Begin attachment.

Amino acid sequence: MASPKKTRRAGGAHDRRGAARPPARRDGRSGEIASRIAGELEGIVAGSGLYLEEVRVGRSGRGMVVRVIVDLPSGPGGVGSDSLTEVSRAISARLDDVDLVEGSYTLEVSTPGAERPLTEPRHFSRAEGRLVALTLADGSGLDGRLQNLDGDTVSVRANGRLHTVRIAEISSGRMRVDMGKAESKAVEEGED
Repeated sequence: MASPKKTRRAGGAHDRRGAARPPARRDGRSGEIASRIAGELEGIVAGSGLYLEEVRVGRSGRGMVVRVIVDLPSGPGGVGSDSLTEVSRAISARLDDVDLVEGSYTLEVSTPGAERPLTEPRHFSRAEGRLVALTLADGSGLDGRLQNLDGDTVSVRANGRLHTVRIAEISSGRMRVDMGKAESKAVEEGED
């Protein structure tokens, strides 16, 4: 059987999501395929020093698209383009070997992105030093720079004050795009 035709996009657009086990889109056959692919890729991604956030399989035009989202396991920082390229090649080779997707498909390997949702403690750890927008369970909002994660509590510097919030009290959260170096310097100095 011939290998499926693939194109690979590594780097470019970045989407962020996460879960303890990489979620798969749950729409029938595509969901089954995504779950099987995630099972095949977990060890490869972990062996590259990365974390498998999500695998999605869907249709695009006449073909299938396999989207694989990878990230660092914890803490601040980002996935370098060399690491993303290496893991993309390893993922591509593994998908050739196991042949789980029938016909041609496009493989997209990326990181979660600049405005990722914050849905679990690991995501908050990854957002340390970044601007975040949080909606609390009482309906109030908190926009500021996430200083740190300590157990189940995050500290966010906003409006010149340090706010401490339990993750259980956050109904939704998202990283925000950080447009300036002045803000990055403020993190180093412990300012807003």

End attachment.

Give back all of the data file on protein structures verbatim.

Amino acid sequence: MASPKKTRRAGGAHDRRGAARPPARRDGRSGEIASRIAGELEGIVAGSGLYLEEVRVGRSGRGMVVRVIVDLPSGPGGVGSDSLTEVSRAISARLDDVDLVEGSYTLEVSTPGAERPLTEPRHFSRAEGRLVALTLADGSGLDGRLQNLDGDTVSVRANGRLHTVRIAEISSGRMRVDMGKAESKAVEEGED
Repeated sequence: MASPKKTRRAGGAHDRRGAARPPARRDGRSGEIASRIAGELEGIVAGSGLYLEEVRVGRSGRGMVVRVIVDLPSGPGGVGSDSLTEVSRAISARLDDVDLVEGSYTLEVSTPGAERPLTEPRHFSRAEGRLVALTLADGSGLDGRLQNLDGDTVSVRANGRLHTVRIAEISSGRMRVDMGKAESKAVEEGED
């Protein structure tokens, strides 16, 4: 059987999501395929020093698209383009070997992105030093720079004050795009 035709996009657009086990889109056959692919890729991604956030399989035009989202396991920082390229090649080779997707498909390997949702403690750890927008369970909002994660509590510097919030009290959260170096310097100095 011939290998499926693939194109690979590594780097470019970045989407962020996460879960303890990489979620798969749950729409029938595509969901089954995504779950099987995630099972095949977990060890490869972990062996590259990365974390498998999500695998999605869907249709695009006449073909299938396999989207694989990878990230660092914890803490601040980002996935370098060399690491993303290496893991993309390893993922591509593994998908050739196991042949789980029938016909041609496009493989997209990326990181979660600049405005990722914050849905679990690991995501908050990854957002340390970044601007975040949080909606609390009482309906109030908190926009500021996430200083740190300590157990189940995050500290966010906003409006010149340090706010401490339990993750259980956050109904939704998202990283925000950080447009300036002045803000990055403020993190180093412990300012807003």